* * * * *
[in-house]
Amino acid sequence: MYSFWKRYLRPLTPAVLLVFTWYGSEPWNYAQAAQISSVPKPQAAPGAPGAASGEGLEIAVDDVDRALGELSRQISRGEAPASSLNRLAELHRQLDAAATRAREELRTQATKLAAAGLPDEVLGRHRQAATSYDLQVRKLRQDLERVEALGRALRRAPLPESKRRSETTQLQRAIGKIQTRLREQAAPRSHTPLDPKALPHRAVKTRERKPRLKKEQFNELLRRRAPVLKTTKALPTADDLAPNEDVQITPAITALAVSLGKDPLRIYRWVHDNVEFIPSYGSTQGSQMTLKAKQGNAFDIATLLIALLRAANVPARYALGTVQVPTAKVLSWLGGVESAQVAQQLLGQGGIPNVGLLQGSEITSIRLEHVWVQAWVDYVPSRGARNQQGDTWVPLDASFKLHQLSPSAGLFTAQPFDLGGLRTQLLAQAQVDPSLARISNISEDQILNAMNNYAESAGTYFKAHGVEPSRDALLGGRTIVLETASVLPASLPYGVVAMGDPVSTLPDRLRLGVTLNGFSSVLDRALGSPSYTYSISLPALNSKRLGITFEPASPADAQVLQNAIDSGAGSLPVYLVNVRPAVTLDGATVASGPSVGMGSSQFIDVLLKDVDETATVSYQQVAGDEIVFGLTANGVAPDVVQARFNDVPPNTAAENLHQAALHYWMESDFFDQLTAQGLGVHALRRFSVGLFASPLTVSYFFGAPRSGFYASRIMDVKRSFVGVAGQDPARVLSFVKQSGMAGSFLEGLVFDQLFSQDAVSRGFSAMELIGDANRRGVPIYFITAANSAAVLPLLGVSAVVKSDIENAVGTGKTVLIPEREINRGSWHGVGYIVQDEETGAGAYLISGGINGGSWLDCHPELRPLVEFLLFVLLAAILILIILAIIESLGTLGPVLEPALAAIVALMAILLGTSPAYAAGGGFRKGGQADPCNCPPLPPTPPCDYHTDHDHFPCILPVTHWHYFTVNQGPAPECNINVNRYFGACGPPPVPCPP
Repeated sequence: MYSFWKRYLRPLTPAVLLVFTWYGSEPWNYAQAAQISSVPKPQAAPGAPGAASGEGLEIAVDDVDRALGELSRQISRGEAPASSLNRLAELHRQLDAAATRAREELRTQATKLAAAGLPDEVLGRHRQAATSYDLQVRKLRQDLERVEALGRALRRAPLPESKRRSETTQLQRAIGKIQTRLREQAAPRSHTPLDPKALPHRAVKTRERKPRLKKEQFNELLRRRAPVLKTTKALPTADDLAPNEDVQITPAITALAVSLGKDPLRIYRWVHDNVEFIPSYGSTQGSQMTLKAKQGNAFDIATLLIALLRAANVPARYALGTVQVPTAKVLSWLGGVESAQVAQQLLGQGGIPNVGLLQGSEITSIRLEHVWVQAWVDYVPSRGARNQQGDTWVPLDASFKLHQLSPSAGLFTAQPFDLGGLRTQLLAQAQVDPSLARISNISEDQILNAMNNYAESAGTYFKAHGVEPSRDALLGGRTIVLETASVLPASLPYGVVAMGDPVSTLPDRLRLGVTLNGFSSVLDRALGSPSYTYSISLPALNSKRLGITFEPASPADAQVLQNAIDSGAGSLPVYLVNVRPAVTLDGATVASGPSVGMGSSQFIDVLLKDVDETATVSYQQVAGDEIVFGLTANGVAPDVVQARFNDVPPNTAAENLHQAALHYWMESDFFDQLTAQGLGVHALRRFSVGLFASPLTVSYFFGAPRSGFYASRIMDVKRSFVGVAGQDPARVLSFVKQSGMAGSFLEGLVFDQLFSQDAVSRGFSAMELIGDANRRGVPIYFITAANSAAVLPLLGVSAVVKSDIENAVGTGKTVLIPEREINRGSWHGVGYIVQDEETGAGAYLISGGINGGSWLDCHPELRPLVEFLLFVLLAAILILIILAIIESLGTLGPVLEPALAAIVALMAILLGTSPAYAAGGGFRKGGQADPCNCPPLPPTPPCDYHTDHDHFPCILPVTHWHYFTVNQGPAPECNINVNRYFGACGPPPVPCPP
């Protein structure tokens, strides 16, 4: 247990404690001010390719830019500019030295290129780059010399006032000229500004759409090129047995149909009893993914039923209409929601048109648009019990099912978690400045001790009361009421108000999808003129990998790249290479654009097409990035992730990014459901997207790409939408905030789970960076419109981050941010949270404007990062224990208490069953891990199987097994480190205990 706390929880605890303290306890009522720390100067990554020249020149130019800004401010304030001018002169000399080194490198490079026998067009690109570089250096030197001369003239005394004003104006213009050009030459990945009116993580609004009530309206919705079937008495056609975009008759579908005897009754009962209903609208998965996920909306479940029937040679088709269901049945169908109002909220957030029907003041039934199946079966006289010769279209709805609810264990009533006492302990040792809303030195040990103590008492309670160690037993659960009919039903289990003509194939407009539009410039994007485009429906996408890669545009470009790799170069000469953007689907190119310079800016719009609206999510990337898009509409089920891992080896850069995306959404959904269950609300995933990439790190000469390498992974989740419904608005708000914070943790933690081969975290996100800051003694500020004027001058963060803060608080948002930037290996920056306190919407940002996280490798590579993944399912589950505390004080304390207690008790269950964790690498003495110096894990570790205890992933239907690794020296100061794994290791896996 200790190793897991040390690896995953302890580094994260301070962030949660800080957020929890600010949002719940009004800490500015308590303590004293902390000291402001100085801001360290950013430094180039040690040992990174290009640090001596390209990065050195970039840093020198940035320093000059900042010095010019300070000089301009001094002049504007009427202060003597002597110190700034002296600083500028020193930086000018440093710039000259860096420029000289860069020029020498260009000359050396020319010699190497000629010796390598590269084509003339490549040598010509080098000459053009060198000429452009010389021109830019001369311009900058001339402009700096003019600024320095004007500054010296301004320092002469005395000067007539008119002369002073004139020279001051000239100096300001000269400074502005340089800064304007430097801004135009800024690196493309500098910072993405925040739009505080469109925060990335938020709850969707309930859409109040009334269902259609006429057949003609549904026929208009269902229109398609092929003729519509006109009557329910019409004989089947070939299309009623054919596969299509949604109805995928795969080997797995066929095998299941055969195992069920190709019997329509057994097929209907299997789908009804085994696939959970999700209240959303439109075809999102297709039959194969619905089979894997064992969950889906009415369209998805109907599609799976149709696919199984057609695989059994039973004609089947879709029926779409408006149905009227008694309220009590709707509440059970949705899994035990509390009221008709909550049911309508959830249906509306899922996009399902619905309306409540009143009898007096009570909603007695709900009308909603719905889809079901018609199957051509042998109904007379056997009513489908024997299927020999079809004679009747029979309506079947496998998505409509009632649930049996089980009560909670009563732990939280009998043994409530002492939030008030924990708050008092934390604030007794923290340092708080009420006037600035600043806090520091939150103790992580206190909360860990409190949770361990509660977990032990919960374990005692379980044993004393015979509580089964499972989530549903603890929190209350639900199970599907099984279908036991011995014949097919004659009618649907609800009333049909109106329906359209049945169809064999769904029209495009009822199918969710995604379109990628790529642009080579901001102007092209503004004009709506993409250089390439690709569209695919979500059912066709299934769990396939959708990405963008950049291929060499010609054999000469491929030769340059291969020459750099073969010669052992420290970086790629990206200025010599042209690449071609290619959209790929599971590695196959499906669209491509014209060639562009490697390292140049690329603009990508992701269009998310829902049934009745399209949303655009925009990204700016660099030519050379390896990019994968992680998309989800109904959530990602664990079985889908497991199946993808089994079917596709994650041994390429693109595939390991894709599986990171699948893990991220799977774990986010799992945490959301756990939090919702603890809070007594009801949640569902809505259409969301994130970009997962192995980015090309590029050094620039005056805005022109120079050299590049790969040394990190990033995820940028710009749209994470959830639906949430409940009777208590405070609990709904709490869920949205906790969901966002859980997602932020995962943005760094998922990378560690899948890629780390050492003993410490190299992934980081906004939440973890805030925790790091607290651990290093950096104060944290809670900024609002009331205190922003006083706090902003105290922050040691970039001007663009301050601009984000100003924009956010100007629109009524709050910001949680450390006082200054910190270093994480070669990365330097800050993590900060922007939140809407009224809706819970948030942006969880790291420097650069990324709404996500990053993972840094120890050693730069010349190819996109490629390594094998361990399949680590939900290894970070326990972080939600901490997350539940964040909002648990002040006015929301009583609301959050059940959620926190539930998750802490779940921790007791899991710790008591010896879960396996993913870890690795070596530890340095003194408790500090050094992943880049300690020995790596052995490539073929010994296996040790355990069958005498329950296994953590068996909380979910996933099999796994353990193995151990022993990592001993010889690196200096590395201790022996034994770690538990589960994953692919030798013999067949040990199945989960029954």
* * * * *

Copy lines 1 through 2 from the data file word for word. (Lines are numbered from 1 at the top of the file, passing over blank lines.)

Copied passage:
[in-house]
Amino acid sequence: MYSFWKRYLRPLTPAVLLVFTWYGSEPWNYAQAAQISSVPKPQAAPGAPGAASGEGLEIAVDDVDRALGELSRQISRGEAPASSLNRLAELHRQLDAAATRAREELRTQATKLAAAGLPDEVLGRHRQAATSYDLQVRKLRQDLERVEALGRALRRAPLPESKRRSETTQLQRAIGKIQTRLREQAAPRSHTPLDPKALPHRAVKTRERKPRLKKEQFNELLRRRAPVLKTTKALPTADDLAPNEDVQITPAITALAVSLGKDPLRIYRWVHDNVEFIPSYGSTQGSQMTLKAKQGNAFDIATLLIALLRAANVPARYALGTVQVPTAKVLSWLGGVESAQVAQQLLGQGGIPNVGLLQGSEITSIRLEHVWVQAWVDYVPSRGARNQQGDTWVPLDASFKLHQLSPSAGLFTAQPFDLGGLRTQLLAQAQVDPSLARISNISEDQILNAMNNYAESAGTYFKAHGVEPSRDALLGGRTIVLETASVLPASLPYGVVAMGDPVSTLPDRLRLGVTLNGFSSVLDRALGSPSYTYSISLPALNSKRLGITFEPASPADAQVLQNAIDSGAGSLPVYLVNVRPAVTLDGATVASGPSVGMGSSQFIDVLLKDVDETATVSYQQVAGDEIVFGLTANGVAPDVVQARFNDVPPNTAAENLHQAALHYWMESDFFDQLTAQGLGVHALRRFSVGLFASPLTVSYFFGAPRSGFYASRIMDVKRSFVGVAGQDPARVLSFVKQSGMAGSFLEGLVFDQLFSQDAVSRGFSAMELIGDANRRGVPIYFITAANSAAVLPLLGVSAVVKSDIENAVGTGKTVLIPEREINRGSWHGVGYIVQDEETGAGAYLISGGINGGSWLDCHPELRPLVEFLLFVLLAAILILIILAIIESLGTLGPVLEPALAAIVALMAILLGTSPAYAAGGGFRKGGQADPCNCPPLPPTPPCDYHTDHDHFPCILPVTHWHYFTVNQGPAPECNINVNRYFGACGPPPVPCPP